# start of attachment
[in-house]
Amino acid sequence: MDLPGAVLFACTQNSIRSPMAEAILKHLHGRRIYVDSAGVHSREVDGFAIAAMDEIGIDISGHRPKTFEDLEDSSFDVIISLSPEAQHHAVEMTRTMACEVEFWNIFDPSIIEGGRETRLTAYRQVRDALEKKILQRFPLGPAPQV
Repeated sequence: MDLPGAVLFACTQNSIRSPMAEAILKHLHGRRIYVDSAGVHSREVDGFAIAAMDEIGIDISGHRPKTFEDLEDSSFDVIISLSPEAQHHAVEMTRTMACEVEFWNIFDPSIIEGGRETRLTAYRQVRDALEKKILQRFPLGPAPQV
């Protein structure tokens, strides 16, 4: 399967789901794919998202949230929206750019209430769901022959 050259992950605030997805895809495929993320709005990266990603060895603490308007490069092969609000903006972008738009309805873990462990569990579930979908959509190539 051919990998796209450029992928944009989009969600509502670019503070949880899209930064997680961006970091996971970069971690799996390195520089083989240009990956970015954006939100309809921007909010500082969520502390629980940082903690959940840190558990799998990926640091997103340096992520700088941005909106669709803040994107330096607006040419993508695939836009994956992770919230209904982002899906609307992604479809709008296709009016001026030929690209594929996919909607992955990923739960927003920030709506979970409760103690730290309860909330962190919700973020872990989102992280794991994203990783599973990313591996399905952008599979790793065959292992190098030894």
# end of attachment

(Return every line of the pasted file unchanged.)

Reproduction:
[in-house]
Amino acid sequence: MDLPGAVLFACTQNSIRSPMAEAILKHLHGRRIYVDSAGVHSREVDGFAIAAMDEIGIDISGHRPKTFEDLEDSSFDVIISLSPEAQHHAVEMTRTMACEVEFWNIFDPSIIEGGRETRLTAYRQVRDALEKKILQRFPLGPAPQV
Repeated sequence: MDLPGAVLFACTQNSIRSPMAEAILKHLHGRRIYVDSAGVHSREVDGFAIAAMDEIGIDISGHRPKTFEDLEDSSFDVIISLSPEAQHHAVEMTRTMACEVEFWNIFDPSIIEGGRETRLTAYRQVRDALEKKILQRFPLGPAPQV
């Protein structure tokens, strides 16, 4: 399967789901794919998202949230929206750019209430769901022959 050259992950605030997805895809495929993320709005990266990603060895603490308007490069092969609000903006972008738009309805873990462990569990579930979908959509190539 051919990998796209450029992928944009989009969600509502670019503070949880899209930064997680961006970091996971970069971690799996390195520089083989240009990956970015954006939100309809921007909010500082969520502390629980940082903690959940840190558990799998990926640091997103340096992520700088941005909106669709803040994107330096607006040419993508695939836009994956992770919230209904982002899906609307992604479809709008296709009016001026030929690209594929996919909607992955990923739960927003920030709506979970409760103690730290309860909330962190919700973020872990989102992280794991994203990783599973990313591996399905952008599979790793065959292992190098030894």